The funding process starts when an investor gets a property under contract from a seller. It can be a single-family home (SFH) or a multi-family property but the key to the transaction is the investor doesn’t have the money to close the purchase with his seller. Another reason can be because the investor’s profit is substantial enough that he doesn’t want the original seller or his end-buyer to know just how large. Once the investor has found a buyer, then, and only then can close the purchase with the seller and then sell to his end-buyer and make a profit.
Transactional Funding is a method of supplying money for an investor’s purchase of a property which has already been resold to an end-buyer. The money is usually used for less than a complete day as the investor closes with the seller and later in the day his end-buyer closes.
Lenders doing short sales and selling REOs (bank-owned properties) do not allow the investor/buyer to assign his contract. The exception is if there is a relationship between the investor and the assignee – usually a funding source who wants their name on the title. However, there is no guarantee that the lender will allow the name change on the contract before closing.
Another reason that Assignments aren’t used is the seller, their listing agent or their attorney will not allow it. Finally, if the profit to the investor for the transaction is “too large” by the seller’s or end-buyer’s standards, either party may not close. If the net profit to the investor is greater than $10,000 to 15,000+/-, the cost of Transactional Funding for a double closing is inexpensive compared to the possible loss of the deal if either the seller or buyer don’t close!
These letters are most often used in reference to a double closing where “A” is the original property seller, “B” is the investor and “C” is the end-buyer. A Double Closing is then shown as A – B and B – C double transactions.
A Double Closing is defined as the closing of the purchase and sale of a property twice in the same day. The end-buyer can close first or second, but the original seller must close the same day to be able to use Transactional Funding. If the A – B “leg” closes on one day and the B – C leg closes another day, “extended” Transactional Funding is required. This extended use of the money will be a hard money loan and will usually need a mortgage and note to secure the lender’s money.
This term is often used in place of the term Double Closing. However, for knowledgeable people in the industry, the simultaneous close means that there are “three interested parties” represented at the closing – the seller, the buyer/investor and the lender who is closing a mortgage on the property. The mortgage is then closed “simultaneously” with the purchase and sale of the property.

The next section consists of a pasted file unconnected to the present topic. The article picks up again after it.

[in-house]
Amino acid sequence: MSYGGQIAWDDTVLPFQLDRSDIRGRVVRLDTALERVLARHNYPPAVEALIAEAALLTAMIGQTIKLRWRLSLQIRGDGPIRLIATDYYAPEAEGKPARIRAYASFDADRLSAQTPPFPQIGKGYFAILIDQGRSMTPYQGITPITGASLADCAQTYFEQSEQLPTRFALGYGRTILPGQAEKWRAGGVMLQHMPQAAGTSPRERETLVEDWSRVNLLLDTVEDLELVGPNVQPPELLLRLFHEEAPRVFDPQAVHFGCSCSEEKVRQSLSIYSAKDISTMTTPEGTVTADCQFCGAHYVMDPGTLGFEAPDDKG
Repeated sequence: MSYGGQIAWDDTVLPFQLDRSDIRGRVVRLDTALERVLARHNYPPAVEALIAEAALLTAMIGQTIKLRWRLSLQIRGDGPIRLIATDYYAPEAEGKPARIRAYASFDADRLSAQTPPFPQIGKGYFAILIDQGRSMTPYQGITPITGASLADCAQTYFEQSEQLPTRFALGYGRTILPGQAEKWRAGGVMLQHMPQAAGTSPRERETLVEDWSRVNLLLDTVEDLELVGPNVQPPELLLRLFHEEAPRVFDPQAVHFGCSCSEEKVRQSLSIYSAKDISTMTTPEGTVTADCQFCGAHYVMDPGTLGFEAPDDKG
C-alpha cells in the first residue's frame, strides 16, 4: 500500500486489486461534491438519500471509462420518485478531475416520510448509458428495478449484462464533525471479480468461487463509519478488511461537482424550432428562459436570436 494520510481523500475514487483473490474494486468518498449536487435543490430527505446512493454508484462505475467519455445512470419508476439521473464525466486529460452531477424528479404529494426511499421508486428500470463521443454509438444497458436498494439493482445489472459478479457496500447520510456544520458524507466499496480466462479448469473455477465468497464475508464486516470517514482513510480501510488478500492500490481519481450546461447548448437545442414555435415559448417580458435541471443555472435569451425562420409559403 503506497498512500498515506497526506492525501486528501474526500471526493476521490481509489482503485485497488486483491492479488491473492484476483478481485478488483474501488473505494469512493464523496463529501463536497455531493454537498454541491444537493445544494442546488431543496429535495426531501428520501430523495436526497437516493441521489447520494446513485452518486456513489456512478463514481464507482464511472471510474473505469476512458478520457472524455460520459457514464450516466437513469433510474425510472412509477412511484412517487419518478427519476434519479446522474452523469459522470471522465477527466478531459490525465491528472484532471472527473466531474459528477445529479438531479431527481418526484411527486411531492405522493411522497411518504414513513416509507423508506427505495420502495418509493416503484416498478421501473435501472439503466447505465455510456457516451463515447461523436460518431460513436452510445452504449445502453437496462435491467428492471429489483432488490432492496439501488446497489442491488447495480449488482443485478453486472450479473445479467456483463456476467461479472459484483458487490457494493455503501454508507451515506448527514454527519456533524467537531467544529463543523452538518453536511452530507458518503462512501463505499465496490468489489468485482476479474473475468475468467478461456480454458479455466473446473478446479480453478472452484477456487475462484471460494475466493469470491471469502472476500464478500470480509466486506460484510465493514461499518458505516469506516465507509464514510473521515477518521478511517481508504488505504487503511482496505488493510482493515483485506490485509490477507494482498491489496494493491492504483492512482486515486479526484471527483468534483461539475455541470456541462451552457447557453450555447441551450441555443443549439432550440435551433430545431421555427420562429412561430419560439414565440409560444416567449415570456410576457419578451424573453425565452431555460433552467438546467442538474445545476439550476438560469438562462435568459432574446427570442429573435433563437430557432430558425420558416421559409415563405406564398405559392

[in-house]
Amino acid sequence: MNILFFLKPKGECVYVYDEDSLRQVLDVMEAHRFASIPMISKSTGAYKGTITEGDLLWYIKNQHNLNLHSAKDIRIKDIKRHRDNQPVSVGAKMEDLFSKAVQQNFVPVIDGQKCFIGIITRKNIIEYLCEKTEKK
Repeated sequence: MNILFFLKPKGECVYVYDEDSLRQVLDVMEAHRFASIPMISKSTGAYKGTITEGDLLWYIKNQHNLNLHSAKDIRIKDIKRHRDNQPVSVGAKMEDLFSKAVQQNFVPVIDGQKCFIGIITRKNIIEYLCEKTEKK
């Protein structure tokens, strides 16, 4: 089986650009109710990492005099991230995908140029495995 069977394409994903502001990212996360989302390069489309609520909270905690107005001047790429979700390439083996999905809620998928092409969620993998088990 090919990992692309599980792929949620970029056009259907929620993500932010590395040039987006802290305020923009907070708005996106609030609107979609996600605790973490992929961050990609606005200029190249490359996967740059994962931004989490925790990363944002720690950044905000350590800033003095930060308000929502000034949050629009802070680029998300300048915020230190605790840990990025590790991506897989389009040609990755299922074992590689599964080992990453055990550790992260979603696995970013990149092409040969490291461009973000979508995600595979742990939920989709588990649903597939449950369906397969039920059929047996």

A hard money loan is a loan on a real estate property’s purchase where the property is not resold the same day it is purchased. The interest rate on hard money loans reflect the risk involved in holding a property in the local real estate market and later possibly having to foreclose on it. The success of the loan is also a function of whether the rehab and resale of the property is successful.
The cost for hard money loans varies greatly, as these lenders may include costs for document prep fees, inspection and miscellaneous costs as well as points for loan origination. In the lending industry, one point = 1% of the purchase or sale price if applicable. Hard money loans additionally have an annual interest rate. The points can be as little as 1 point to as many as 10 points and the interest rates can be from 8% to 20% annually.
For a $100,000 loan with three points ($3,000) and doc prep fees of $1,000 with an interest rate of 12% for six months = $3,000 + $1,000 + (12% x $100,000/12 X 6 = $6,000) = $4,000 + $6,000 = $10,000 total in this example or a net of 10% of the money borrowed. Transactional Funding on the same amount could be as little as $1,050.
Private Money is money that will be loaned to an investor/buyer that does not come from a licensed mortgage lender. Essentially, the Private Lender uses his savings or retirement monies to fund real estate transactions. Private money lenders are preferred to hard money lenders because their cost to borrow can be much less than hard money lenders. Seldom do Private Money lenders loan Transactional Funding because of the complicated nature of the double closings, the required precise transfer of the monies, title issues and fraud by sellers and buyers.